Google has announced the phase-out plan for Google Play Music — with South Africa being one of the first countries that to lose access…
Alex Fourie has always been an entrepreneur. His ambitions were kindled in 2007, when the iFix founder wanted to solve his own problem and fix his iPod. Eventually his friends had the same problem, and he soon started repairing devices out of his dorm room in the South African town, Stellenbosch.
Fast forward eight odd years, and Fourie is today cutting the red ribbons of two new iFix branches: one in George and the other in Nelspruit, raking up the total to 11 stores across South Africa. Scattered across Johannesburg through to Cape Town, these shops are repairing over an average of 10 000 Apple and Samsung products a month.
These specialist repair shops are also sprouting up alongside curious in-house product lineups such as the stylish wooden device casings and accessories brand, Houdt, as well as mobile charging stations called RiCharge.
Speaking about the company’s successful growth path over the years, Fourie explained that a lot of it has to do with his just-do-it approach as well as a strong focus on excellence.
“When you do something (and a lot of people will tune me for saying this) don’t even worry about the paperwork, just do stuff,” he said over a phone interview. “Worry about the red tape after.”
There were a couple of times when he realised he’s onto something worth exploring.
“Initially, it was when I was solving my own problem. Secondly, it was when I posted my first first CapeAds ad and my phone rang 15 times on the first day. I thought that there might be a business here.”
He noted that there’s no real date tied to iFix’s inception.
“It’s all relative, I’ve only registered the business three years after I started. You never sit there and go ‘let’s do our market research’. Once you’ve done all that you’ve missed half the opportunity. Get off the couch and just do something.”
Fourie said that a focus on excellence has helped the company edge its way closer to winning the hearts of the local market.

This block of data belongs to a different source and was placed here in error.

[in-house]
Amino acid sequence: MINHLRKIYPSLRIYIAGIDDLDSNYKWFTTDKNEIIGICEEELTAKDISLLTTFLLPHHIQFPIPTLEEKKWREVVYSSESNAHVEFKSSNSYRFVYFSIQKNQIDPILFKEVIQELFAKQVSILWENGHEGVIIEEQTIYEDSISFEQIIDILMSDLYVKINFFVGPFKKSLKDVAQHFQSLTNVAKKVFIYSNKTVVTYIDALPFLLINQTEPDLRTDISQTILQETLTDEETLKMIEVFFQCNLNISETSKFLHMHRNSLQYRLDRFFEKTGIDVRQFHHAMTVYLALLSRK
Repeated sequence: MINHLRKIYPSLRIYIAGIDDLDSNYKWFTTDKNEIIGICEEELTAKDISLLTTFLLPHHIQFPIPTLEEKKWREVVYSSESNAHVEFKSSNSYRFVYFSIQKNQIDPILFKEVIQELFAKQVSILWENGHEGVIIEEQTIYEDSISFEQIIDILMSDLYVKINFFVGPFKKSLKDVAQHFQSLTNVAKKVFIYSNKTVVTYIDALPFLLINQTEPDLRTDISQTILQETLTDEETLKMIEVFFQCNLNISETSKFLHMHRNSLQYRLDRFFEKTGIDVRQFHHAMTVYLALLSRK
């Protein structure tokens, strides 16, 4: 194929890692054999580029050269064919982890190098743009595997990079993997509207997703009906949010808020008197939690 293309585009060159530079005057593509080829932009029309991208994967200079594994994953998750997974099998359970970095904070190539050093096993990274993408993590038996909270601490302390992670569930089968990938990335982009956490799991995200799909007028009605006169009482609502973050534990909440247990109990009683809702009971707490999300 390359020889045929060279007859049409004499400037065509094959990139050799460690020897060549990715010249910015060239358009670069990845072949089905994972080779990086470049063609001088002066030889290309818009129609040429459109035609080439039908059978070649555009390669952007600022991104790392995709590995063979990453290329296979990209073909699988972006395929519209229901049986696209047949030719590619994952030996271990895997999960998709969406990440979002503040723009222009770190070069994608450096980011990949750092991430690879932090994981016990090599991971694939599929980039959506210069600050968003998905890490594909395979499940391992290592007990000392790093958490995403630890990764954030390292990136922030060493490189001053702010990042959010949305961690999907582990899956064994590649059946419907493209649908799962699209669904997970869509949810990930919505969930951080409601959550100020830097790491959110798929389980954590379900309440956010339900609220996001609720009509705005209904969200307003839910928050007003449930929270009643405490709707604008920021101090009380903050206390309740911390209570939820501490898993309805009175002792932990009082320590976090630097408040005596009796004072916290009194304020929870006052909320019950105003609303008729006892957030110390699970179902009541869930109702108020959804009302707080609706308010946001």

“Excellence isn’t a result of one or two good decisions,” he explained. “It’s a result of thousands of small, good decisions. A bunch of above average-decisions will culminate over time. Everything you do, do it well and the rest will sort itself out.”
For instance, he explained, the majority of iFix’s work comes from marketing. Even though it’s been spending hundreds of thousands of rands in this area, around 75% of its work comes purely from word-of-mouth. “If you do something, and you do it well, it brings back a positive network effect.”
Asking how to induce a trickle-down effect for your business, Fourie said that it starts from the bottom-up. “First you got to train well, and then you need to systemise. Systemisation is key. I always believe you should hire the best people but prepare for a monkey.”
Today, iFix has a back-end system in place that shows the client’s experience live, which helps prevent bad experiences. It’s also been working on a white label product that takes care of everything from the supply chain to the customer experience. “Most international systems are too cumbersome,” said the entrepreneur. “We thrive on minimalisation, so a technician should at all times be allowed to do as little as possible.”
Named one of Forbes’ 30 Most Promising Young Entrepreneurs In Africa 2014, Fourie recently told Ventureburn that he’s starting to gear up iFix to expand into the rest of Africa after securing its second round of funding.
Moreover, on the expansion side, the company has seen a lot of interest globally. Especially from Europe, Fourie said. Being the only one of three companies globally in this space, RiCharge for instance, is currently exporting to 12 other countries around the globe.
Two more South African branches are set to open up in June.
Images via iFix Facebook